of the current approach. That approach is to host data on a centralized
website, with a DOI or some other unique identifier, in a specified
format, referenced from the published paper. Everything is perfect
because the reader can see where to get the data, download it, and then
examine it using their preferred tools.

But it is not perfect. Here is an actual use case which happened to me.
The published paper included some summary statistics about some
numbers. It does not matter what the numbers represent. What matters
is that the paper did not include a histogram of the data, which I
considered to be a serious omission.

So, I went to the repository and downloaded the data, which was a plain
text file with one decimal number on each line. My preferred way to
examine such data is in Mathematica. So I had to change the format
into a comma separated list delimited by curly brackets, and I had
to put "mynameforthelist =" at the beginning. They I read that file
into Mathematica and I had the data in a named list.

For me it look maybe 15 seconds to add all the commas and put in
the curly brackets, because I know how to use an editor. But even so,
there was a lot of tedium and jumping through hoops. (If Mathematica
has a way to directly read in such a file and interpret it as a list,
please to not tell me because I already have a method that works for
me and is faster than looking up that documentation.)

I have encountered other examples where the data format was difficult
to understand or difficult to parse. What I describe above is the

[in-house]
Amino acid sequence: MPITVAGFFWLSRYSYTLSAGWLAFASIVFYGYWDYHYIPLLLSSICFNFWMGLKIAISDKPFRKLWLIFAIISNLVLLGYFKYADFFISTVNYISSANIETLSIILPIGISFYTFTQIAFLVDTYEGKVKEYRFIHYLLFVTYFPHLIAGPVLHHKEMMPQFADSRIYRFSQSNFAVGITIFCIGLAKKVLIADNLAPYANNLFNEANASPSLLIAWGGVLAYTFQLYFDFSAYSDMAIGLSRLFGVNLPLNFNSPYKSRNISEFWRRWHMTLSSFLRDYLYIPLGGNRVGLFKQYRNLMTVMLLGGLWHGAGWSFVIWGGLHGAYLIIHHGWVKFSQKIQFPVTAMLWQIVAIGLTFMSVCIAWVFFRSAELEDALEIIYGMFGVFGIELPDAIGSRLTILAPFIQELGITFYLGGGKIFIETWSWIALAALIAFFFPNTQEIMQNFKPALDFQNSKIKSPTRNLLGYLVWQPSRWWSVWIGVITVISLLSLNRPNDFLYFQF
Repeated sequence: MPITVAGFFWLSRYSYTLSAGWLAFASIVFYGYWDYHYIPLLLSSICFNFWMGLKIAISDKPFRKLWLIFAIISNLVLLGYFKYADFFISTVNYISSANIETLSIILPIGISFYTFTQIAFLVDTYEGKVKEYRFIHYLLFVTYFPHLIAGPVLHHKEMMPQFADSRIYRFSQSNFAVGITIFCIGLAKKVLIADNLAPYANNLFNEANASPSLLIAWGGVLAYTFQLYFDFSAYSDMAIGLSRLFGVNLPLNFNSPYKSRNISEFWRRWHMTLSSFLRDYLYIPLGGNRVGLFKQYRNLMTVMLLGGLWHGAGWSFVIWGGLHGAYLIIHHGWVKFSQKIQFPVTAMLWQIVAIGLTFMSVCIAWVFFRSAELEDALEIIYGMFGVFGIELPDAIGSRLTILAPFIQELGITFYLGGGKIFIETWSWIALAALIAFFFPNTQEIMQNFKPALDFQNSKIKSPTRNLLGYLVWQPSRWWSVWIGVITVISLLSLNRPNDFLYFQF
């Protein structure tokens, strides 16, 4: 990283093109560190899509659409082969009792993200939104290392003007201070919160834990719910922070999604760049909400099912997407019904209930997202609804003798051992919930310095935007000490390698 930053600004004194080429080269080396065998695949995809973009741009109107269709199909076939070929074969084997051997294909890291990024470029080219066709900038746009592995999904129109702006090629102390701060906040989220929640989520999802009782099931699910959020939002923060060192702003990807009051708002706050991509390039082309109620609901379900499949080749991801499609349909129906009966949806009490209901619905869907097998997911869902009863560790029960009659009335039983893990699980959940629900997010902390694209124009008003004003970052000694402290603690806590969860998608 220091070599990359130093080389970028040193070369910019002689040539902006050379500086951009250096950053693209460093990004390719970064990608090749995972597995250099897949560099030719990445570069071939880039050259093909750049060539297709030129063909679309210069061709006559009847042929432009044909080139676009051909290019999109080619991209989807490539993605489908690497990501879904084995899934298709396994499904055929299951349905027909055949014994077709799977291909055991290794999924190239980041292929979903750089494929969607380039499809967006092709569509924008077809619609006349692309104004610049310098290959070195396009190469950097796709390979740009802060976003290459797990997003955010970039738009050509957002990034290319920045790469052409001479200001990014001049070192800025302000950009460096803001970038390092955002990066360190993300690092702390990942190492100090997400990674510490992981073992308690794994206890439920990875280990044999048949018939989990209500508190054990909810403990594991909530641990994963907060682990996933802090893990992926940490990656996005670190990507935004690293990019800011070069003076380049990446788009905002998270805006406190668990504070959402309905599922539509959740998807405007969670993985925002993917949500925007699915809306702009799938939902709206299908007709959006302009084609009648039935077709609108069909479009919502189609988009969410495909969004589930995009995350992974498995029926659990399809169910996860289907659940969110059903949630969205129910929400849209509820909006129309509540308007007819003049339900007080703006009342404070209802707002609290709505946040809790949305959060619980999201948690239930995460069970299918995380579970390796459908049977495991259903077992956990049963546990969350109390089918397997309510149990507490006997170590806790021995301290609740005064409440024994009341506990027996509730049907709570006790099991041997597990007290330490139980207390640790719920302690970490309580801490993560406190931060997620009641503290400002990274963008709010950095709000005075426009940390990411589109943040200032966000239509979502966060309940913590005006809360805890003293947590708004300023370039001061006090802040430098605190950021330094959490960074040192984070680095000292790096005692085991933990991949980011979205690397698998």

best possible case within the current approach. And as Alex noted,
there is a barrier to going through those steps, particularly if the
reader is a domain expert but is not technically savvy.

It would have been better if the paper had a Sage/R cell loaded with the
data, so I could just process it immediately. It took me 5 seconds
to find that hist() is how you make a histogram in R.
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David Farmer

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Aug 14, 2022, 9:02:53 PMAug 14
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I imagine the journal use case would omit our TOC, navigation
menu, header, and footer.

If it got to that point, the journal would probably host the
CSS and JS, presumably basing it off our non-React version.

Sage cells and other interactivity will require some thought.

I suspect it is the journal editors and other interested parties
who would provide the motivation. The publisher, who may care
more about money than scholarship, would do it in response to
outside pressure, possibly motivated by the chance that some
other publisher would do it first.


Initially, the only realistic expectation is that authors would
submit papers in LaTeX. Ideally well-written LaTeX. That could
be converted to PreTeXt. Then it is a question of how that XML
can fit into their pipeline which expects different XML.

How to mark up Sage cells and other features which do not
appear in current research papers, is a trickier question.

Sean Fitzpatrick

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Aug 14, 2022, 9:22:57 PMAug 14
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This is well known, but probably worth repeating: this exact problem of publishing data along with results is one of the reasons Fernando Perez came up with Jupyter notebooks :-)